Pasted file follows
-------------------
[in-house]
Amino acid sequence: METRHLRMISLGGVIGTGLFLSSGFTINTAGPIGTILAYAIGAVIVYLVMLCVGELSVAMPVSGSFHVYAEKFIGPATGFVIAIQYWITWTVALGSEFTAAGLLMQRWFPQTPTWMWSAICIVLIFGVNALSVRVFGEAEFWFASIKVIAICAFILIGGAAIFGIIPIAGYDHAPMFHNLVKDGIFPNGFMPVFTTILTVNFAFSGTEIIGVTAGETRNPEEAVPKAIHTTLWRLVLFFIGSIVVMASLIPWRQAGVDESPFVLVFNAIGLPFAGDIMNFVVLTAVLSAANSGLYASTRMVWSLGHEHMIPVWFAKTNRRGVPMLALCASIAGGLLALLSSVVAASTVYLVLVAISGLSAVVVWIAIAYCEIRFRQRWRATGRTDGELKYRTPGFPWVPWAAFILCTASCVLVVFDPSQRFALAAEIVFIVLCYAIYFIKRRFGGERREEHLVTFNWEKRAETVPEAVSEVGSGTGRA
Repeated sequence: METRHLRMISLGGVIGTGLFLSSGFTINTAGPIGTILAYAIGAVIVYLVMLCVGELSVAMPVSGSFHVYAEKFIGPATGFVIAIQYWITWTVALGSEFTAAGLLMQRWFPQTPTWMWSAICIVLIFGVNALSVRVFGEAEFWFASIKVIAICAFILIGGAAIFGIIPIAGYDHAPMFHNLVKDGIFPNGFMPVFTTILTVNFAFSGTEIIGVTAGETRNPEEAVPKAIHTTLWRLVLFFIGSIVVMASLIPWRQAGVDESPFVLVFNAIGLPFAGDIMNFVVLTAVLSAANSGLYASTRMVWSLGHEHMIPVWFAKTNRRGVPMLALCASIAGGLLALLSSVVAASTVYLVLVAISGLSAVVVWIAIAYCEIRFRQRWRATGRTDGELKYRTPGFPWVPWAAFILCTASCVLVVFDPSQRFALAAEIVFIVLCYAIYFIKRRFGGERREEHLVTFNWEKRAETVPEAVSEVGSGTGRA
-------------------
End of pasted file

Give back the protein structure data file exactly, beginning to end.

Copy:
[in-house]
Amino acid sequence: METRHLRMISLGGVIGTGLFLSSGFTINTAGPIGTILAYAIGAVIVYLVMLCVGELSVAMPVSGSFHVYAEKFIGPATGFVIAIQYWITWTVALGSEFTAAGLLMQRWFPQTPTWMWSAICIVLIFGVNALSVRVFGEAEFWFASIKVIAICAFILIGGAAIFGIIPIAGYDHAPMFHNLVKDGIFPNGFMPVFTTILTVNFAFSGTEIIGVTAGETRNPEEAVPKAIHTTLWRLVLFFIGSIVVMASLIPWRQAGVDESPFVLVFNAIGLPFAGDIMNFVVLTAVLSAANSGLYASTRMVWSLGHEHMIPVWFAKTNRRGVPMLALCASIAGGLLALLSSVVAASTVYLVLVAISGLSAVVVWIAIAYCEIRFRQRWRATGRTDGELKYRTPGFPWVPWAAFILCTASCVLVVFDPSQRFALAAEIVFIVLCYAIYFIKRRFGGERREEHLVTFNWEKRAETVPEAVSEVGSGTGRA
Repeated sequence: METRHLRMISLGGVIGTGLFLSSGFTINTAGPIGTILAYAIGAVIVYLVMLCVGELSVAMPVSGSFHVYAEKFIGPATGFVIAIQYWITWTVALGSEFTAAGLLMQRWFPQTPTWMWSAICIVLIFGVNALSVRVFGEAEFWFASIKVIAICAFILIGGAAIFGIIPIAGYDHAPMFHNLVKDGIFPNGFMPVFTTILTVNFAFSGTEIIGVTAGETRNPEEAVPKAIHTTLWRLVLFFIGSIVVMASLIPWRQAGVDESPFVLVFNAIGLPFAGDIMNFVVLTAVLSAANSGLYASTRMVWSLGHEHMIPVWFAKTNRRGVPMLALCASIAGGLLALLSSVVAASTVYLVLVAISGLSAVVVWIAIAYCEIRFRQRWRATGRTDGELKYRTPGFPWVPWAAFILCTASCVLVVFDPSQRFALAAEIVFIVLCYAIYFIKRRFGGERREEHLVTFNWEKRAETVPEAVSEVGSGTGRA